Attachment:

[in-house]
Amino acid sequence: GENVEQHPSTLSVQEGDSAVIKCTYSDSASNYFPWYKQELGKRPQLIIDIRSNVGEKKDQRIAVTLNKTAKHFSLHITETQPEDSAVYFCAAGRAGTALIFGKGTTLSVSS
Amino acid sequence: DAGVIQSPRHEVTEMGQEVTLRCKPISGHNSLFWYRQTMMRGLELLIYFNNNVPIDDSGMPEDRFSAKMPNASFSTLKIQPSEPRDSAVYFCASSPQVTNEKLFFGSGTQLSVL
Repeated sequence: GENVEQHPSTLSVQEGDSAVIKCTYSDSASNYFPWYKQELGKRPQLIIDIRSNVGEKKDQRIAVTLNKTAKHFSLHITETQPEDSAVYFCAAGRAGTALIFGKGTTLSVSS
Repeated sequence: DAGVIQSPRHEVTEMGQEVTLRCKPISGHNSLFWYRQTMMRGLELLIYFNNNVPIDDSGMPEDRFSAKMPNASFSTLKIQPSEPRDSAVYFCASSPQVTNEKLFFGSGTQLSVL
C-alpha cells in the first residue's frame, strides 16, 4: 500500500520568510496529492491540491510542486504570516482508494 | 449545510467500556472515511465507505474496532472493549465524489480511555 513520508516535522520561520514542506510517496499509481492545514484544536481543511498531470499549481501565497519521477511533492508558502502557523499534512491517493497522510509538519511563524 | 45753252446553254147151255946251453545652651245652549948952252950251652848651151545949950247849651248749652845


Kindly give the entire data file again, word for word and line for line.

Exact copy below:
[in-house]
Amino acid sequence: GENVEQHPSTLSVQEGDSAVIKCTYSDSASNYFPWYKQELGKRPQLIIDIRSNVGEKKDQRIAVTLNKTAKHFSLHITETQPEDSAVYFCAAGRAGTALIFGKGTTLSVSS
Amino acid sequence: DAGVIQSPRHEVTEMGQEVTLRCKPISGHNSLFWYRQTMMRGLELLIYFNNNVPIDDSGMPEDRFSAKMPNASFSTLKIQPSEPRDSAVYFCASSPQVTNEKLFFGSGTQLSVL
Repeated sequence: GENVEQHPSTLSVQEGDSAVIKCTYSDSASNYFPWYKQELGKRPQLIIDIRSNVGEKKDQRIAVTLNKTAKHFSLHITETQPEDSAVYFCAAGRAGTALIFGKGTTLSVSS
Repeated sequence: DAGVIQSPRHEVTEMGQEVTLRCKPISGHNSLFWYRQTMMRGLELLIYFNNNVPIDDSGMPEDRFSAKMPNASFSTLKIQPSEPRDSAVYFCASSPQVTNEKLFFGSGTQLSVL
C-alpha cells in the first residue's frame, strides 16, 4: 500500500520568510496529492491540491510542486504570516482508494 | 449545510467500556472515511465507505474496532472493549465524489480511555 513520508516535522520561520514542506510517496499509481492545514484544536481543511498531470499549481501565497519521477511533492508558502502557523499534512491517493497522510509538519511563524 | 45753252446553254147151255946251453545652651245652549948952252950251652848651151545949950247849651248749652845